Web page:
Sun Dial

Other Way Out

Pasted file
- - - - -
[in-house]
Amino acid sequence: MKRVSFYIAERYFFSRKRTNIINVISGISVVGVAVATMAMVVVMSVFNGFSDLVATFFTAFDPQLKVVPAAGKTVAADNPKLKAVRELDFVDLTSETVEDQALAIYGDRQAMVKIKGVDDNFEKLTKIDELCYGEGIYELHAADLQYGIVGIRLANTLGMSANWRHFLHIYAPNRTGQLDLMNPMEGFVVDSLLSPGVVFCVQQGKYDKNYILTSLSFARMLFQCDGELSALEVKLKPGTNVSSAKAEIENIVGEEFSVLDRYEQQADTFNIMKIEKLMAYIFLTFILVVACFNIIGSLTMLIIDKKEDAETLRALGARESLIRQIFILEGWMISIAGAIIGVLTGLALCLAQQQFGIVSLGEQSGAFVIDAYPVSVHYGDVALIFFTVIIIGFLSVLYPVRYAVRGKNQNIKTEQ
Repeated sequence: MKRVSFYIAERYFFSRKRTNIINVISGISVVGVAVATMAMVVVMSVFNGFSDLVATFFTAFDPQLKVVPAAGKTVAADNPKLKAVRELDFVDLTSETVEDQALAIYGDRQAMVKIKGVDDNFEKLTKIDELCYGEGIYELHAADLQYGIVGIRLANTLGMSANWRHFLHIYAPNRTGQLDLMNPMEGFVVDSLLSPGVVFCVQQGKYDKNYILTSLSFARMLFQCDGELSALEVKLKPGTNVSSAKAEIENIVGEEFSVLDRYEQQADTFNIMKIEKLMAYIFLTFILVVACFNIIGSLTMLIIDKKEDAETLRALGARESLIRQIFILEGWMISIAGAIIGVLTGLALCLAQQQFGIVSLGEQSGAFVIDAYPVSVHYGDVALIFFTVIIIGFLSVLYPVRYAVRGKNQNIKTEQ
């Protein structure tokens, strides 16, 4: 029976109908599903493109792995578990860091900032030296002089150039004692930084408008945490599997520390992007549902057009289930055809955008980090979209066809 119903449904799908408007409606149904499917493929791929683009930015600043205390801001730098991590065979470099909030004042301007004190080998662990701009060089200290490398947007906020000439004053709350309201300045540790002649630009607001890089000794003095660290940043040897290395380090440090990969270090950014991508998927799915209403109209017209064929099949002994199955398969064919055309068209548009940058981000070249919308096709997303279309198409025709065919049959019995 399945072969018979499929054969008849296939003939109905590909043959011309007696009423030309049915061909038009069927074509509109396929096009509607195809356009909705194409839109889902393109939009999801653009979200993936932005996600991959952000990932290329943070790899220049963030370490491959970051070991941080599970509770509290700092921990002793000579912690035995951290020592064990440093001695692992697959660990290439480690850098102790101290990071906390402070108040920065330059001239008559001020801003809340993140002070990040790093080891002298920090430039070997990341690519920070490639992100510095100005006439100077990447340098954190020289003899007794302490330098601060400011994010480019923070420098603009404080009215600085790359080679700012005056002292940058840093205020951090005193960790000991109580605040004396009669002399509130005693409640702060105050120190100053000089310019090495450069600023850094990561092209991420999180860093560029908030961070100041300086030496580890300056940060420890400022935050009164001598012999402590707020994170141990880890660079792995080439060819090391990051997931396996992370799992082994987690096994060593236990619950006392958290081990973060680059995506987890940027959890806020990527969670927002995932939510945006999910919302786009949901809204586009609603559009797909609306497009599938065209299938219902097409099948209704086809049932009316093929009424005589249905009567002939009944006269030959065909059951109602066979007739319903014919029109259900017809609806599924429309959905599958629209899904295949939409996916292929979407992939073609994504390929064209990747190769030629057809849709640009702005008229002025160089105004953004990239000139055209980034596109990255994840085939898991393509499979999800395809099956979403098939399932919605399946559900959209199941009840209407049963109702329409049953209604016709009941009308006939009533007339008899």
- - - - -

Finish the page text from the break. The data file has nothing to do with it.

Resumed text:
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Sun Dial's first album came out in 1990, but it was as determinedly retro an effort as anything released that year; Gary Ramon and his bandmates clearly worshiped at the altar of all that was psychedelic, and there wasn't the smallest bit of irony in their approach on Other Way Out. Many latter-day psych bands sound as if they're trying as hard as they can to capture the lysergic sound of the late '60s, but Sun Dial never betray any such effort: they simply seem to have dropped through a wormhole in time from the UFO Club into Balham Market, and their natural and unaffected embrace of drifting melodic structures, guitars floating on clouds of fuzz, phase shift and wah-wah, splashy drumming that colors the music as much as keeping time and firm, thick basslines that anchored the music in some sort of reality are genuine enough to convince most folks who haven't looked at the liner notes that this was put to tape in 1969, not 1989. Sun Dial's commitment to the sound of vintage psych, space rock, and early prog rock means that plenty of the tunes meander quite a bit (the shortest tune is four minutes long, and "She's Looking All Around" ambles along for more than ten), which means Other Way Out is about sound and feel more than songs, and if you're not deep into British psychedelia in the classic style, this album will probably test your patience. But if you're a true believer, Sun Dial's journey through the center of their own consciousness by way of the electric guitar is a trip you'll enjoy, and on Other Way Out, the group sound as accomplished and assured on their debut as other bands do after decades of hard work. [In 2010, Sun Dial's Shrunken Head Records gave Other Way Out a deluxe reissue in honor of the album's 20th birthday; the album was fully remastered and expanded from a six-song LP into a two-CD set featuring a whopping 29 tracks and two-hours-and-twenty-four minutes of music. Along with the original album, this set includes the Exploding in Your Mind EP, some non-LP singles, studio outtakes, remixes, and unreleased tracks, including a few stylistic detours, such as the garage rocker "Carousel" and the acoustic-styled "Fountain." Given the sheer scope of this edition, those with a casual interest in Sun Dial will probably find this more than they can swallow, but for obsessive fans of these U.K. psych revivalists, this is a true feast and the definitive look at their formative year.

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